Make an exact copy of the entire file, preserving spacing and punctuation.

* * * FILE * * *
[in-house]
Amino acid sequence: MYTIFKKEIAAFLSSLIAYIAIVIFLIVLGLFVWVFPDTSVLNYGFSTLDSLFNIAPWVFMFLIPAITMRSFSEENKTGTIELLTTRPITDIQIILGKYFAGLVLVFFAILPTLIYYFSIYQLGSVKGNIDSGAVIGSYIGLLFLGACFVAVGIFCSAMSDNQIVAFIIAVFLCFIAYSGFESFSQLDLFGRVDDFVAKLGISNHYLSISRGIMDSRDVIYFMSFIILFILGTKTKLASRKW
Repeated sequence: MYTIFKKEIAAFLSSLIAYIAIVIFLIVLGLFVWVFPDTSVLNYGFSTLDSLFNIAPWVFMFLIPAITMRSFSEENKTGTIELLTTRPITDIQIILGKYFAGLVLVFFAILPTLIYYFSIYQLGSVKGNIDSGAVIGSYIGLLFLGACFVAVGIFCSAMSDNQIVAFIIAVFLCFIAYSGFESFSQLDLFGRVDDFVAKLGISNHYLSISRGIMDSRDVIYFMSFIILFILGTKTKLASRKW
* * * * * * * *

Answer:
[in-house]
Amino acid sequence: MYTIFKKEIAAFLSSLIAYIAIVIFLIVLGLFVWVFPDTSVLNYGFSTLDSLFNIAPWVFMFLIPAITMRSFSEENKTGTIELLTTRPITDIQIILGKYFAGLVLVFFAILPTLIYYFSIYQLGSVKGNIDSGAVIGSYIGLLFLGACFVAVGIFCSAMSDNQIVAFIIAVFLCFIAYSGFESFSQLDLFGRVDDFVAKLGISNHYLSISRGIMDSRDVIYFMSFIILFILGTKTKLASRKW
Repeated sequence: MYTIFKKEIAAFLSSLIAYIAIVIFLIVLGLFVWVFPDTSVLNYGFSTLDSLFNIAPWVFMFLIPAITMRSFSEENKTGTIELLTTRPITDIQIILGKYFAGLVLVFFAILPTLIYYFSIYQLGSVKGNIDSGAVIGSYIGLLFLGACFVAVGIFCSAMSDNQIVAFIIAVFLCFIAYSGFESFSQLDLFGRVDDFVAKLGISNHYLSISRGIMDSRDVIYFMSFIILFILGTKTKLASRKW